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Shell caps off tough 2020 with higher payout

The oil and gas giant recorded a historic loss as sales tumbled and write-offs hit the balance sheet
Shell caps off tough 2020 with higher payout
  • December earnings fell short of analyst expectations despite higher oil price
  • Shell increased its quarterly payout despite the Q4 and 2020 losses

In what could be the last annual results from Royal Dutch Shell (RDSB) as shareholders know it, the oil and gas giant raised its dividend even as Covid-19 recovery prospects remain uncertain. The company will announce how it will execute its plan to reach net zero on 11 February.

While changes similar to those announced by BP (BP.) last year are unlikely, Shell will still have to make significant progress if it is to get near its plans to cut carbon emissions. 

Its December quarter adjusted earnings were $393m (£288m), down a third on analyst forecasts and a fraction of the $2.9bn reported a year earlier. Production was also down a tenth year-on-year to 3.4m barrels of oil equivalent per day (boepd). 

Brent crude prices are close to $60 a barrel (bbl), steadily recovering from the post-crash low of under $10/bbl in April. 

Shell also made it into positive territory for its full year adjusted earnings, registering a $4.8bn profit. On a current-cost-of-supplies basis, which is similar to BP’s replacement cost profit, the major reported a loss of $19.9bn, one of its largest ever. Post-tax impairments were over $21bn, covering write-downs on the lower long-term oil price forecast, operational challenges and “onerous contract provisions”. 

At the same time, Shell’s full year underlying operating expenses came down 12 per cent versus 2019, to $32.5bn, and capital spending fell a quarter to $17.8bn. Finance chief Jessica Uhl put this down to works slowing or stopping entirely due to Covid-19 and home-working for its white-collar workers, which “stimulated a lot of innovation". 

Last year, Shell cut its dividend for the first time in over 70 years, and the overall 2020 payout of 65.3ȼ was two thirds below 2019. The March quarter dividend has been raised 4 per cent to 17.35ȼ, while shareholders will be paid out 16.65ȼ for the last three months in December.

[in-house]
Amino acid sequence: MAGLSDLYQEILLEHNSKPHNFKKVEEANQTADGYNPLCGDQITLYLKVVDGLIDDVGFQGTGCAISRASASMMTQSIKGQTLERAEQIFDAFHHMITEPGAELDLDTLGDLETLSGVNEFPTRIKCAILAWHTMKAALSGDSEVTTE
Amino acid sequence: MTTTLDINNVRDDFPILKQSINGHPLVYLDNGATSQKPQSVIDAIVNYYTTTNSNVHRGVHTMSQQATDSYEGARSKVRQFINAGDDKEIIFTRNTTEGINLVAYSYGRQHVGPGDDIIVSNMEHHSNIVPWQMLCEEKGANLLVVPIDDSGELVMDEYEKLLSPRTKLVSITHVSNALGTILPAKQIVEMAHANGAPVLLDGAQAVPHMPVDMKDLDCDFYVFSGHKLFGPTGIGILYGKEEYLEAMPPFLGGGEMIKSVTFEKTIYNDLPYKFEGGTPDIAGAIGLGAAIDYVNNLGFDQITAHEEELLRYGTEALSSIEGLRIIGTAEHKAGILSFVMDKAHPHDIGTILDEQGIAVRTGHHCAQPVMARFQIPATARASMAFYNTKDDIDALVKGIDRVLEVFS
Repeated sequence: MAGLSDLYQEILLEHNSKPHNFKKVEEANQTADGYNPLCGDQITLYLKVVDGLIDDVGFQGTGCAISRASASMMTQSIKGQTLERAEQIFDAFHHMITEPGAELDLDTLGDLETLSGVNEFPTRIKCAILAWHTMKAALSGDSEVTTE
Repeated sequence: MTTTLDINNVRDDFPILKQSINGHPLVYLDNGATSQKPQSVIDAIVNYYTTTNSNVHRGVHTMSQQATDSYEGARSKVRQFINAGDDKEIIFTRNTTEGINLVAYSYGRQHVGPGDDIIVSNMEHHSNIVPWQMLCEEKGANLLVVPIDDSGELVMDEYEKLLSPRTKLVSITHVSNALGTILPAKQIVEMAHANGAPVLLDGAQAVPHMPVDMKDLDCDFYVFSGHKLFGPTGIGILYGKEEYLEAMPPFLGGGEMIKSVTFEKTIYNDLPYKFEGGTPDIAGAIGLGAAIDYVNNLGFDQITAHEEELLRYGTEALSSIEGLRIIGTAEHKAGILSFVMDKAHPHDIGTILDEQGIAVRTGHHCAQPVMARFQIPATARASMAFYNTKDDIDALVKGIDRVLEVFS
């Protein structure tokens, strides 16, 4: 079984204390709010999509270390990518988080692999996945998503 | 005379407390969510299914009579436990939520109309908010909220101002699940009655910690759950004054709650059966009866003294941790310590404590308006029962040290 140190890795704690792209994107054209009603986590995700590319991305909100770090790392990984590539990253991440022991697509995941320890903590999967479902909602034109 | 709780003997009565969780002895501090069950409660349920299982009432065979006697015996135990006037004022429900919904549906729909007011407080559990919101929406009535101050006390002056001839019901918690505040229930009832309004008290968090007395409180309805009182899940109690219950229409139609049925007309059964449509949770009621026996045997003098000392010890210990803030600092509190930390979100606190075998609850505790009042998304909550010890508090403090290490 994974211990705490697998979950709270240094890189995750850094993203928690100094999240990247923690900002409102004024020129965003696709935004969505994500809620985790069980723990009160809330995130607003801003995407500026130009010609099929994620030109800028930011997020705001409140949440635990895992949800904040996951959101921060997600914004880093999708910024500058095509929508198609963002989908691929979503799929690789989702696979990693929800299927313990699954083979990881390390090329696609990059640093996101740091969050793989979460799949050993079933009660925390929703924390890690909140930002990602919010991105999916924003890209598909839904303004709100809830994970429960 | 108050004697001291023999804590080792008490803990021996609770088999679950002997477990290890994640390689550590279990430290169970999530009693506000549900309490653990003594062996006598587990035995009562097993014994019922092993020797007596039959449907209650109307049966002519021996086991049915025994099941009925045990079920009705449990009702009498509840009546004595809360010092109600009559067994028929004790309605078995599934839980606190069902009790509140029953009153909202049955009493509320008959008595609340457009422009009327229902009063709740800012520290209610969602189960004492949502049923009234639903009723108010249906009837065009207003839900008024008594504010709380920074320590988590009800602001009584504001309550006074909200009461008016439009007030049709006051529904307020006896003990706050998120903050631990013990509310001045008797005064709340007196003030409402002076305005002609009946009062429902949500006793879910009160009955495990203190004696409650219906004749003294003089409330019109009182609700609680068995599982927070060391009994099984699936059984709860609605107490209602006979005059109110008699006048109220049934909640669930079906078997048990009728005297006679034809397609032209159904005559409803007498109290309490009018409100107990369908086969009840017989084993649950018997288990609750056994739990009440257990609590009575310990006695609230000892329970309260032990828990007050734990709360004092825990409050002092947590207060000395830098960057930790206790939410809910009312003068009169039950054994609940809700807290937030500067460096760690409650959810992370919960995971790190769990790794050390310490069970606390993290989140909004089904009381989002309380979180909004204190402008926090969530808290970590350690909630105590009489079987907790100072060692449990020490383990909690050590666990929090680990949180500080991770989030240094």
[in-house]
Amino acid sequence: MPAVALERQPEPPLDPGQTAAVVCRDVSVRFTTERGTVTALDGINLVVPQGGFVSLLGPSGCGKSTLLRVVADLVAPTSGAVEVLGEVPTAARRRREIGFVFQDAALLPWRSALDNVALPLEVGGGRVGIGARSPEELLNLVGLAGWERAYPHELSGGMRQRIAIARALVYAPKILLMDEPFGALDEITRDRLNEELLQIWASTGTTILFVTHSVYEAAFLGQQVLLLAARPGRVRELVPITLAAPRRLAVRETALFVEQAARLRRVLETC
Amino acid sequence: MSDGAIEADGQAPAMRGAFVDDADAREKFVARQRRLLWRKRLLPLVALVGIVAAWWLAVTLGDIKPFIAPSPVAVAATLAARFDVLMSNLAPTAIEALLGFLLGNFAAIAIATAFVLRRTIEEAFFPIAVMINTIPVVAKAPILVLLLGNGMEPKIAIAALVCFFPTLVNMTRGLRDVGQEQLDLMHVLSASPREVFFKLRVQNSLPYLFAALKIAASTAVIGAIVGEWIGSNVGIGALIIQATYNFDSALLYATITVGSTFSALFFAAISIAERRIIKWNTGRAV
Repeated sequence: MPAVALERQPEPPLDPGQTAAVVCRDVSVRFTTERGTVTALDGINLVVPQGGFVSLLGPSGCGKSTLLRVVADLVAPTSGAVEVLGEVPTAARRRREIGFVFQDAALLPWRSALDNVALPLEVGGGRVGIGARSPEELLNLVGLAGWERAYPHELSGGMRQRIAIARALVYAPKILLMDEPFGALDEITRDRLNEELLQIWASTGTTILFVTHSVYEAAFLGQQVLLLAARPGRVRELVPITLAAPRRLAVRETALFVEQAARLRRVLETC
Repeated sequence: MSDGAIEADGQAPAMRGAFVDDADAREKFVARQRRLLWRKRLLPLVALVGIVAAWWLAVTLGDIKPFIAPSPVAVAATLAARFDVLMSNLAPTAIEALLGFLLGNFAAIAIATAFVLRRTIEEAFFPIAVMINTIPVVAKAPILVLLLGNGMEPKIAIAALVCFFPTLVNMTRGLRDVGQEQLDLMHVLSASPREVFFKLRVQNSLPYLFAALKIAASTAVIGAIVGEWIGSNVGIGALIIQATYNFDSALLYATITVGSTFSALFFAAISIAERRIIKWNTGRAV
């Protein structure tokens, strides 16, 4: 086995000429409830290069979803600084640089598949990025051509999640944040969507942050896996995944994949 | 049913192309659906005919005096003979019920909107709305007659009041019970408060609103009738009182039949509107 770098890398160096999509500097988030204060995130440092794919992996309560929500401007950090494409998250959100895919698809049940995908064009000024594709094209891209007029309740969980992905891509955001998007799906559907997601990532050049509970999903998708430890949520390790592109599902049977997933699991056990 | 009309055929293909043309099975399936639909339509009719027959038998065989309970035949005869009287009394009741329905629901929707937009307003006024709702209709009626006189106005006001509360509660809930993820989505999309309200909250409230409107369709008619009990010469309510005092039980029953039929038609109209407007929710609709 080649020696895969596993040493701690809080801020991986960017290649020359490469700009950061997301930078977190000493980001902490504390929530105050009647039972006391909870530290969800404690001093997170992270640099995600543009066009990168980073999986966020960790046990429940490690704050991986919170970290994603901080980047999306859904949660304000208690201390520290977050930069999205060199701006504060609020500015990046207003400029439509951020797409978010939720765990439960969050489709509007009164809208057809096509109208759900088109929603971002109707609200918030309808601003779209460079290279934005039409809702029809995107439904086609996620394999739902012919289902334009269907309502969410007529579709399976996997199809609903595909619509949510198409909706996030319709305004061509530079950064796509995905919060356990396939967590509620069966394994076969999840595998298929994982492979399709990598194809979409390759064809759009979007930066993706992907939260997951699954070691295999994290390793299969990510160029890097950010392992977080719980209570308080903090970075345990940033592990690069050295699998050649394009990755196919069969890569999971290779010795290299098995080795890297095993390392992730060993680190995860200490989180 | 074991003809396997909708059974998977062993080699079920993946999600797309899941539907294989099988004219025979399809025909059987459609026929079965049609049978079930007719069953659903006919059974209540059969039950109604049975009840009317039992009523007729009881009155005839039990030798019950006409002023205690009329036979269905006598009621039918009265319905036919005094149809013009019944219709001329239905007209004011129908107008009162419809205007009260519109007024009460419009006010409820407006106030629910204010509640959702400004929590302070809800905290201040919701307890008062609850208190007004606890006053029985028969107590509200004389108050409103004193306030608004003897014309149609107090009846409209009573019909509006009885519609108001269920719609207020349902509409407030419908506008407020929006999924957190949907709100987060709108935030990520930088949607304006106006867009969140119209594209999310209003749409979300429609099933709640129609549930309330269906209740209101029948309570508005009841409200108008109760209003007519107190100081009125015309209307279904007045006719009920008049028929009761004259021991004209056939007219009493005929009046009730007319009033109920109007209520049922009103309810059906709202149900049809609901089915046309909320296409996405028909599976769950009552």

Chief executive Ben van Beurden said the board had set the new dividend level with the intention of increasing it by 4 per cent every year. The higher dividend has been signed off by the board but will be confirmed in April, with the release of the March quarter results. 

Net debt increased by around $2bn between the September and December quarters to $75.4bn, because of lower free cash flow and lease additions. 

Jefferies analyst Giacomo Romeo highlighted the 5 per cent miss on cash flow from operations compared to consensus forecasts, at $5.5bn, but said it was “not as bad as feared after BP”. 

Since the last week of January, BP, Exxon-Mobil (US:XOM) and Chevron (US:CVX) have all reported major losses. Exxon chief executive Darren Woods said 2021 “presented the most challenging market conditions ExxonMobil has ever experienced”. Conditions have improved in recent months and the energy majors’ shares are all trading strongly compared to the depths of 2020. 

Chevron and Exxon have also ramped up their green rhetoric this year, although have focused more on carbon capture and storage (CCS) than investing heavily in renewables like Shell, BP and Total (FR:FP). 

Asked about the split between the European approach of buying up renewables capacity and the US approach of investing more in abatement technology on Thursday’s analyst call, Mr van Beurden said Shell would not just be looking to sell green electricity. 

“A lot of the value [in renewables] is going to be harvested downstream as you create bespoke solutions for customers,” he said, calling it the “optimisation game”. 

Mr van Beurden has previously spoken of being an asset-light energy company and laid out a dramatically potential portfolio in 2050. “We will have some oil and gas in the mix of energy we sell by 2050, but it will be predominantly low-carbon electricity, low-carbon biofuels, it will be hydrogen and it will be all sorts of other solutions too,” he said last year

Increasing the dividend so soon after pruning it back shows confidence in much of the world's demand recovering from Covid-19 soon. Given the vaccine progress, this is possible. Now Shell has to convince investors it can get back to being highly profitable while also radically changing its business – that's far from a given. Sell. 

Last IC View: Sell, 891p, 29 Oct 2020

ROYAL DUTCH SHELL (RDSB)  
ORD PRICE:1,309pMARKET VALUE:£ 102bn
TOUCH:1,308-1,310p12-MONTH HIGH:2,051pLOW: 878p
DIVIDEND YIELD:3.6%PE RATIO:NA
NET ASSET VALUE:2,037p*NET DEBT:48%
Year to 31 DecTurnover ($bn)Pre-tax profit ($bn)Earnings per share (ȼ)Dividend per share (ȼ)
20162345.658188
201730518.1158188
201839635.6282188
201935225.5197188
2020183-27.0-27865.3
% change-48---65
Ex-div:18 Feb   
Payment:29 Mar   
£1=$1.37